Many excellent data sources display COVID trends graphically, but often the volume and detail can be overwhelming. For those of us who aren’t scientists, public health officials, or epidemiologists, our information requirements are pretty simple for us to understand and manage our risk of infection. We need simple trend data.

To be properly informed, there are two primary metrics that should concern us:

  1. How severe is the spread of exposure?
  2. Is the virus spreading, or is it being contained and waning?

Most importantly, we want to know this for the geographical areas that matter to us. It’s certainly encouraging to know that your state is managing the problem effectively overall, but it’s critical to know if the COVID trend in your county, or a county nearby, is experiencing a dramatic spike.

Finally, the information should be quick and easy to understand. It shouldn’t require multiple web searches and minutes of rigorous deliberation. Instead, we should be able to assess our specific circumstances at a glance.

That’s why we’ve developed CoronaCurves. A simple tool to help everyone “flatten the curve,” CoronaCurves provides a simple one-page report summarizing the key metrics you need to help stay safe and conduct your life.

The tool is simple. Visit and perform three simple steps.

  1. Choose your data source and type (e.g. cases, deaths, tests, etc.)
  2. Select the area(s) important to you (e.g. country, state, province, county)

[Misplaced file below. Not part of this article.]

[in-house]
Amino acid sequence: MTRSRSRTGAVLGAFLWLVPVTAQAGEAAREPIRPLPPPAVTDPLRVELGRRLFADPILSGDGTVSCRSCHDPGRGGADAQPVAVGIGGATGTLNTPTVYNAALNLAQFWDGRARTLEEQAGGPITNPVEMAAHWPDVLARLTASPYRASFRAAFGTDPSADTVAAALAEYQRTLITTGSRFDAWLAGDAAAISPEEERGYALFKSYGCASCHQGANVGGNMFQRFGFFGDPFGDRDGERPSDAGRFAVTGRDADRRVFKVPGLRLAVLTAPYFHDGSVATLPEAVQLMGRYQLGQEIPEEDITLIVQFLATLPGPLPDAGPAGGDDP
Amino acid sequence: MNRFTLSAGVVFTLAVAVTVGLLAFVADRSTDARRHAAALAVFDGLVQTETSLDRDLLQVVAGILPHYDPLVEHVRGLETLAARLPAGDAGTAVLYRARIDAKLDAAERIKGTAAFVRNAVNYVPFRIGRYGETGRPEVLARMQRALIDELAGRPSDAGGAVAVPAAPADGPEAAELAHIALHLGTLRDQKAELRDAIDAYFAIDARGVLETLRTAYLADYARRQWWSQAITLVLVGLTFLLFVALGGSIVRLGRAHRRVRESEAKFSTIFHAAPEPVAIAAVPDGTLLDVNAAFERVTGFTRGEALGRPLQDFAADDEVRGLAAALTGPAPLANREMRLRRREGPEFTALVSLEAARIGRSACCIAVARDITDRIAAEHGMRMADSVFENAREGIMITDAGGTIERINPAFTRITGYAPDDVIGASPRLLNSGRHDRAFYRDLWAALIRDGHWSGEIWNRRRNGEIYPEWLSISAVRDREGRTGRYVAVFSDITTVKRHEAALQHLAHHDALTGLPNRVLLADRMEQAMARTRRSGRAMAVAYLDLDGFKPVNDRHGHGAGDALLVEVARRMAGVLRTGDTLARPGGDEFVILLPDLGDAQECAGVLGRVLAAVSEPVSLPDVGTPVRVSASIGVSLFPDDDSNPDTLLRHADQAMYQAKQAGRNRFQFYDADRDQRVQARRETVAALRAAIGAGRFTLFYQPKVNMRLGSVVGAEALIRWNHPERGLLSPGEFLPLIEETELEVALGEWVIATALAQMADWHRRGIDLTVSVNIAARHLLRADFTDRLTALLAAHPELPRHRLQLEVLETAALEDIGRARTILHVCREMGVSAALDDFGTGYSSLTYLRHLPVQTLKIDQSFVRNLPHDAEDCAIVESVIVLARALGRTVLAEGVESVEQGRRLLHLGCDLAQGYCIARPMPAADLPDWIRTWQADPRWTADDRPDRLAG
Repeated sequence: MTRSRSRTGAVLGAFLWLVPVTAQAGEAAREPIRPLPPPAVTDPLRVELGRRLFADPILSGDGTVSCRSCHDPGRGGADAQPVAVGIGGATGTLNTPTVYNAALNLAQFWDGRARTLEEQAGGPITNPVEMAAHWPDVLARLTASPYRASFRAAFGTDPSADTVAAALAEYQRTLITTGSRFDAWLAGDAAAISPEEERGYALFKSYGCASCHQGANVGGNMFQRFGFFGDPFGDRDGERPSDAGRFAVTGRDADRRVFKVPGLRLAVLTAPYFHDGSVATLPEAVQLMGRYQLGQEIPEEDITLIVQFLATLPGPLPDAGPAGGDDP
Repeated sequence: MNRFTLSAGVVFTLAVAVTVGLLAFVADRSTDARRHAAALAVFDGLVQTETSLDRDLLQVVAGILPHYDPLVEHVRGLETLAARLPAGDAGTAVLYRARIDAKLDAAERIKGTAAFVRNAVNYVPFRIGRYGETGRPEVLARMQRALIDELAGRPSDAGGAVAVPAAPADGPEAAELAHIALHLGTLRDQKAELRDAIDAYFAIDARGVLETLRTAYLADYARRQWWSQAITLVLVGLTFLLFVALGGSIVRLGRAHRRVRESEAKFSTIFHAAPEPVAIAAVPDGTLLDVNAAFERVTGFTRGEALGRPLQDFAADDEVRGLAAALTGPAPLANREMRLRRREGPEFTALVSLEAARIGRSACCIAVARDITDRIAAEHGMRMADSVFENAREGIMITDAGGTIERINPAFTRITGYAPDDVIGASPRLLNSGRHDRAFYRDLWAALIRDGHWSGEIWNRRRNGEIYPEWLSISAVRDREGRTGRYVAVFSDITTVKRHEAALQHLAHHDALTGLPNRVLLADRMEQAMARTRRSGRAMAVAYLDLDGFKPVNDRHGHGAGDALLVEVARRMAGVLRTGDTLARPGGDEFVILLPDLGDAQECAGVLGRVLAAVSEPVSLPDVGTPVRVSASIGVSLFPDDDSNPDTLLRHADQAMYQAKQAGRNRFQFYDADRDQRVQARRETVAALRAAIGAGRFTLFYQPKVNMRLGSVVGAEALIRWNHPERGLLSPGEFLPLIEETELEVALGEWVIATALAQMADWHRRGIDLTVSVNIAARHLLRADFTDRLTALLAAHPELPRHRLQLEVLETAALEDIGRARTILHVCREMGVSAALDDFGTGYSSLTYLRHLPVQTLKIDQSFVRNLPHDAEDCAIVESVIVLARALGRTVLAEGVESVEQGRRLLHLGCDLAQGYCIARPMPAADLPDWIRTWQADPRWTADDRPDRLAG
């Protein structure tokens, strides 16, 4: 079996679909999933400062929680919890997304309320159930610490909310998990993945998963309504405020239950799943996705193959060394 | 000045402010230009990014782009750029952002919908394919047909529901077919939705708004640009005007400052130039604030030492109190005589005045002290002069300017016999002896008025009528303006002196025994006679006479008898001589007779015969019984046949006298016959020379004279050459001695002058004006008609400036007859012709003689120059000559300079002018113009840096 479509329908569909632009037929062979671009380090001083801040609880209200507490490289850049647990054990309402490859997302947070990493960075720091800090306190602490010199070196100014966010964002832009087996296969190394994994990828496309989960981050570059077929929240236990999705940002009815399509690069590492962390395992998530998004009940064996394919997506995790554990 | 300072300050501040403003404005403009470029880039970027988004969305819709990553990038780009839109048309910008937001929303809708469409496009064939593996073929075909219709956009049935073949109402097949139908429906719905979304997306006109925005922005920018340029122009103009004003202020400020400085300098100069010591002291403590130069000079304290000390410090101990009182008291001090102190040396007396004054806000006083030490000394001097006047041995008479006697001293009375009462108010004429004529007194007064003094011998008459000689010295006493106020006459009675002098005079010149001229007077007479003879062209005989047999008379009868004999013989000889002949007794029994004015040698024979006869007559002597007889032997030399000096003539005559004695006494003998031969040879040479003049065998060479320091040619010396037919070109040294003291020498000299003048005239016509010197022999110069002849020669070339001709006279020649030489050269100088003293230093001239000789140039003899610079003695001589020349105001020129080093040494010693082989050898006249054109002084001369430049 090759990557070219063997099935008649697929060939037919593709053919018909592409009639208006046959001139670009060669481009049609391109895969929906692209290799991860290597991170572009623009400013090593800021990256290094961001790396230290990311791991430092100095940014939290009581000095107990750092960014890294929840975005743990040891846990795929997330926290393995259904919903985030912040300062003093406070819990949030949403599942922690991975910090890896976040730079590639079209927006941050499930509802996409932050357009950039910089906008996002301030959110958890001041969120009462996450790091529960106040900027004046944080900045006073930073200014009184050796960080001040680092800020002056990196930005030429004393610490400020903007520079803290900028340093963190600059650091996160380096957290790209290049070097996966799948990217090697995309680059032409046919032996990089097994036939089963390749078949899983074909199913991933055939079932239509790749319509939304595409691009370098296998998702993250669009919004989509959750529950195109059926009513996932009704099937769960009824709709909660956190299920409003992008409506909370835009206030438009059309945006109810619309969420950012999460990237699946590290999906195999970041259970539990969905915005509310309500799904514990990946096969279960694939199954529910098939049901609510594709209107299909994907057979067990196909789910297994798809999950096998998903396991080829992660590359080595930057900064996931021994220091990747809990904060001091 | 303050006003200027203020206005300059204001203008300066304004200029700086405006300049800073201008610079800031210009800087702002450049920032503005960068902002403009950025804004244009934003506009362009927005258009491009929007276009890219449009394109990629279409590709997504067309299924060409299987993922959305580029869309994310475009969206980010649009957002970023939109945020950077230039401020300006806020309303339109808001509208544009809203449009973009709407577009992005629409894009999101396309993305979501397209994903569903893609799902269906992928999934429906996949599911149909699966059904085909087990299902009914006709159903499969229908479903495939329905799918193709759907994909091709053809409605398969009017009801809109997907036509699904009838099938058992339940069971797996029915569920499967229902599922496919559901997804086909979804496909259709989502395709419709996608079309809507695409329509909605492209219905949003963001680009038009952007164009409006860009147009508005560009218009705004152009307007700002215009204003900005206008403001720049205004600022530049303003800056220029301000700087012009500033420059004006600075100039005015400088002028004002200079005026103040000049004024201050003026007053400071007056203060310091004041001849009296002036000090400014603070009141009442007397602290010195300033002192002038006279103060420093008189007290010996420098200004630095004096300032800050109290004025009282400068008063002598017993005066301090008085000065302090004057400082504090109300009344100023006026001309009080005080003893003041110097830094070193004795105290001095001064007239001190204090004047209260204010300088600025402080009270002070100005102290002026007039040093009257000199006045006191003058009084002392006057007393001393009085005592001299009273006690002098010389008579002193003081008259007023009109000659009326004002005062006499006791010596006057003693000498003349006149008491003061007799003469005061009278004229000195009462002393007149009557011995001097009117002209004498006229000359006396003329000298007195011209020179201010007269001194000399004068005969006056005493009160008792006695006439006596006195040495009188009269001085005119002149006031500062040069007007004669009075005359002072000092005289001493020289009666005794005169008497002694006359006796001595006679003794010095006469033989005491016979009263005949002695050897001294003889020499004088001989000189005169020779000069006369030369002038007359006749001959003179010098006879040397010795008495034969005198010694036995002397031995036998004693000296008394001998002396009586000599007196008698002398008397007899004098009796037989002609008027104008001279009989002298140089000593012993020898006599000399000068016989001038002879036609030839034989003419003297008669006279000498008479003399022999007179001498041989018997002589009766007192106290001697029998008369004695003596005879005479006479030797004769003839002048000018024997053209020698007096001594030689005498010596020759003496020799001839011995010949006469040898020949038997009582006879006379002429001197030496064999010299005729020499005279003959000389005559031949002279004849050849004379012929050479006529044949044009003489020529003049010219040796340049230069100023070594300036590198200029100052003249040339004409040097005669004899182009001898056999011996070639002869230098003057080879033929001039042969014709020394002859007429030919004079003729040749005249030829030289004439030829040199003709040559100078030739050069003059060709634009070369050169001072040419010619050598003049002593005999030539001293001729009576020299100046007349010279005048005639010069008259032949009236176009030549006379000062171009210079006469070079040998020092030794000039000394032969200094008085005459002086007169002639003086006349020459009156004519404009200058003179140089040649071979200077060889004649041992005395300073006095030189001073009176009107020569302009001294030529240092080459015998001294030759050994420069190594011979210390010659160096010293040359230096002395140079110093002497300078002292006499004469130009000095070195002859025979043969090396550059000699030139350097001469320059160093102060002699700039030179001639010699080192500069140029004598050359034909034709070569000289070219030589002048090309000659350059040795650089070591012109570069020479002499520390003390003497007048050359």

3. Generate the report and review your results

CoronaCurves uses the latest available public domain data from Johns Hopkins, The New York Times, and the COVID Tracking Project, and makes it immediately available to you in a highly digestible format: two graphs.

CoronaCurves example graph.

The graph on the right shows the 45 day history for the value you chose(e.g. daily cases, daily deaths, daily tests, etc.), plus a predicted trend for the upcoming five days. Ideally, those lines are heading down and to the right.

The graph on the left displays the rate of deceleration or acceleration over the previous week. Ideally, the top of this line should be moving to the far left and well into the green.

That’s it. In a glance, you can understand the conditions and the level of progress in your key location(s). (Actually, other observations can be derived, but that’s for epidemiologists and public health experts.)

These reports are free and can be emailed to you daily, allowing you to stay current and informed. At a glance.

To try CoronaCurves, visit